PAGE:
The future of fusion is funk: 50 years of Herbie Hancock’s ‘Head Hunters’

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TheGrio examines how Herbie Hancock’s “Head Hunters” album signaled a funky turn in so-called jazz music and stood out from the big name fusion bands of the time.

In 1969, Miles Davis released his album, “In a Silent Way.” While he had already slowly started incorporating electric instrumentation into his work a couple of years before, “In a Silent Way” set the tone for a new movement in so-called jazz that came to be known as fusion.

Several of his sidemen on that album formed their bands and furthered the charge of fusion after Davis continued to define the sound with albums like “Bitches Brew” and “Jack Johnson.” Guitarist John McLaughlin led the Mahavishnu Orchestra, keyboardist Chick Corea founded Return to Forever, and saxophonist Wayne Shorter teamed up with pianist Joe Zawinul to create Weather Report.

Then there’s Herbie Hancock, one of the anchors of Davis’ iconic second quintet with Shorter, Ron Carter, and Tony Williams. Together, they’d altered the face of so-called jazz and revealed compositional possibilities never conceived. Hancock, one of the most prodigious pianists ever, took the adventurous, untethered tutelage he got from Davis and applied it to his own albums and compositions, which tended to be on the more soulful end of the spectrum.

MusiCares Person of the Year Tribute to Joni Mitchell - Inside
Herbie Hancock performs onstage during “MusiCares Person of the Year” honoring Joni Mitchell on April 1, 2022, at MGM Grand Marquee Ballroom in Las Vegas. (Photo by Emma McIntyre/Getty Images for The Recording Academy)

By 1973, Mahavishnu Orchestra, Return to Forever, and Weather Report were already releasing albums and touring the world. Hancock was fresh off a three-album run with his own fusion band, Mwandishi. That sextet allowed him to experiment with ambient melodies and electronic sonic tapestries. But Hancock wanted to make people dance, and he did so with his 12th studio album, “Head Hunters,” released on Oct. 26, 1973.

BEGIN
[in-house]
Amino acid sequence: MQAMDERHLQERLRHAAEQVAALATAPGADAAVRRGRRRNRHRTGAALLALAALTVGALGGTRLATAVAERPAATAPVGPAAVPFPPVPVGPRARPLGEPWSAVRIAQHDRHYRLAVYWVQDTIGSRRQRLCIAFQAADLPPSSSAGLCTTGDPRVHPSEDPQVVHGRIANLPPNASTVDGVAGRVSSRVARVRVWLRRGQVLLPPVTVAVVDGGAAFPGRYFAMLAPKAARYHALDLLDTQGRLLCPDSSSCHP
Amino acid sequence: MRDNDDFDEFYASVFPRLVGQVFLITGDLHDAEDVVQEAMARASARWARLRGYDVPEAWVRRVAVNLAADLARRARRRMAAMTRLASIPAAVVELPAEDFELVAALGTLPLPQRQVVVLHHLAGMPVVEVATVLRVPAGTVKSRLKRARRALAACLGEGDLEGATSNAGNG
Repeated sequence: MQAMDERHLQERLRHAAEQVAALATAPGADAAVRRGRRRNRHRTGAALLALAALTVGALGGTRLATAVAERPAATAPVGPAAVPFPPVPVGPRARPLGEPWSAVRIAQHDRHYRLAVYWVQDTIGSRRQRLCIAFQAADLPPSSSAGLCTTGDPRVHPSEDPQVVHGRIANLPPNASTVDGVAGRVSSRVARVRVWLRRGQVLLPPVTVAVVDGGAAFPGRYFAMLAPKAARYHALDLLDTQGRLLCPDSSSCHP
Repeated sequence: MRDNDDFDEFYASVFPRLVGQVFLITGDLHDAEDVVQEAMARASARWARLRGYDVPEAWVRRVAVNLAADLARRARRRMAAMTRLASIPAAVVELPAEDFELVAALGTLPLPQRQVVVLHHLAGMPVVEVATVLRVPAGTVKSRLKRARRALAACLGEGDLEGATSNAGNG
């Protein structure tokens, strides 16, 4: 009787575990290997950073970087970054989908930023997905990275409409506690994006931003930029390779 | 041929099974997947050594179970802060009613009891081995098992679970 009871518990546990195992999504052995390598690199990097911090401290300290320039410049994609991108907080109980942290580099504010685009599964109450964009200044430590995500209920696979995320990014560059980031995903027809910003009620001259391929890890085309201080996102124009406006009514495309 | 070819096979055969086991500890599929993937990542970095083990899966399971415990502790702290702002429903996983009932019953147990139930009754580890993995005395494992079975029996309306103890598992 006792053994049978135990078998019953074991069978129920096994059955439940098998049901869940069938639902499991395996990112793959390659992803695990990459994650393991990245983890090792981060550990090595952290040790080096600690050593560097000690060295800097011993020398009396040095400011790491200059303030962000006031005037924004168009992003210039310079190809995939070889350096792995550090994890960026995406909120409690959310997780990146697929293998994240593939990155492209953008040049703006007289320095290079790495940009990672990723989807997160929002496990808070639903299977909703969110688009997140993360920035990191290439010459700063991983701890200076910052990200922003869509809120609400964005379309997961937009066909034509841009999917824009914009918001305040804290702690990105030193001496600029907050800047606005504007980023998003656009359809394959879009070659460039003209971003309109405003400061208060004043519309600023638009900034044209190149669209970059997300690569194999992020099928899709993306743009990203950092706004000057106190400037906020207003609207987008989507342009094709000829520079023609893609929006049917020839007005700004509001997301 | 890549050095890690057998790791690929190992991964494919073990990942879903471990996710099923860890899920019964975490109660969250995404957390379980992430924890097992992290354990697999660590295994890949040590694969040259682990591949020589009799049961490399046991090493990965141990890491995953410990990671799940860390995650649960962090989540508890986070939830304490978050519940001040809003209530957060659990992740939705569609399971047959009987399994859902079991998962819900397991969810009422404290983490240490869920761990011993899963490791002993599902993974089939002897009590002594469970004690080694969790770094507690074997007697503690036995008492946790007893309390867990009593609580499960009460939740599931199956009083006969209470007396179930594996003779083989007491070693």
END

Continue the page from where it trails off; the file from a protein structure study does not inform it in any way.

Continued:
The collective of Hancock, percussionist Bill Summers, drummer Harvey Mason, saxophonist Bennie Maupin, and bassist Paul Jackson proved formidable. With Hancock and David Rubinson in the producer chairs, “Head Hunters” differed from jazz records at the time.

Each big fusion band was distinct in style, compositional approaches, and instrumental attacks, as influenced by their respective leaders. The Mahavishnu Orchestra’s music was heavy and psychedelic. Return To Forever recorded esoteric and mystical records. Weather Report went to accessible yet intellectual places. Hancock separated himself from the pack with a key ingredient the other groups hadn’t fully harnessed: funk.

Hancock dabbled with funky music during his brief tenure at Warner Brothers, starting with 1969’s “Fat Albert Rotunda.” His Mwandishi band only offers passing references to funk with songs like “Sleeping Giant” and “Hornets.” “Head Hunters” saw Hancock fully commit to the muse of funk.

Within the first two bars of the album opener, “Chameleon,” it became clear that Hancock was aiming for a new audience. The unrelenting walking bass riff played by Hancock on the synthesizer is a mission statement for the entire album. His cohorts fill in the blanks around him with their brilliant musicianship and deep understanding of pocket-playing, creating instantly iconic brass melody lines and unique places for improvisational exploration.